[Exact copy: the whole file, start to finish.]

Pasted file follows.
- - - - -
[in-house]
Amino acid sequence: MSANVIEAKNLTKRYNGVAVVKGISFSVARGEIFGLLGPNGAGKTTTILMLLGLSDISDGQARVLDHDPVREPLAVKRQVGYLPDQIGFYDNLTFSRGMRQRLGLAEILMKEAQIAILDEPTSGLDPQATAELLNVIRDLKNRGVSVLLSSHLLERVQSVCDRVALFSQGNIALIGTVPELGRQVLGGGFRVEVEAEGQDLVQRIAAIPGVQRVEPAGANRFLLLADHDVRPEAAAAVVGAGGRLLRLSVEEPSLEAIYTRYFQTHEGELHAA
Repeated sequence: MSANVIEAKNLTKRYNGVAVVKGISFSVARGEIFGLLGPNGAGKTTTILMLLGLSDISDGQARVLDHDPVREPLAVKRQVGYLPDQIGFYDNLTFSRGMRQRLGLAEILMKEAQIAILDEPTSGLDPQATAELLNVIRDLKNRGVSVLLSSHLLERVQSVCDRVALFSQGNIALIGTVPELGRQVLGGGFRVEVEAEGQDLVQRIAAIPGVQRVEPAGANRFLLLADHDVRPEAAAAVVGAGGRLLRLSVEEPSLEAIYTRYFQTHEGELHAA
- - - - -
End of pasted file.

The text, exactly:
[in-house]
Amino acid sequence: MSANVIEAKNLTKRYNGVAVVKGISFSVARGEIFGLLGPNGAGKTTTILMLLGLSDISDGQARVLDHDPVREPLAVKRQVGYLPDQIGFYDNLTFSRGMRQRLGLAEILMKEAQIAILDEPTSGLDPQATAELLNVIRDLKNRGVSVLLSSHLLERVQSVCDRVALFSQGNIALIGTVPELGRQVLGGGFRVEVEAEGQDLVQRIAAIPGVQRVEPAGANRFLLLADHDVRPEAAAAVVGAGGRLLRLSVEEPSLEAIYTRYFQTHEGELHAA
Repeated sequence: MSANVIEAKNLTKRYNGVAVVKGISFSVARGEIFGLLGPNGAGKTTTILMLLGLSDISDGQARVLDHDPVREPLAVKRQVGYLPDQIGFYDNLTFSRGMRQRLGLAEILMKEAQIAILDEPTSGLDPQATAELLNVIRDLKNRGVSVLLSSHLLERVQSVCDRVALFSQGNIALIGTVPELGRQVLGGGFRVEVEAEGQDLVQRIAAIPGVQRVEPAGANRFLLLADHDVRPEAAAAVVGAGGRLLRLSVEEPSLEAIYTRYFQTHEGELHAA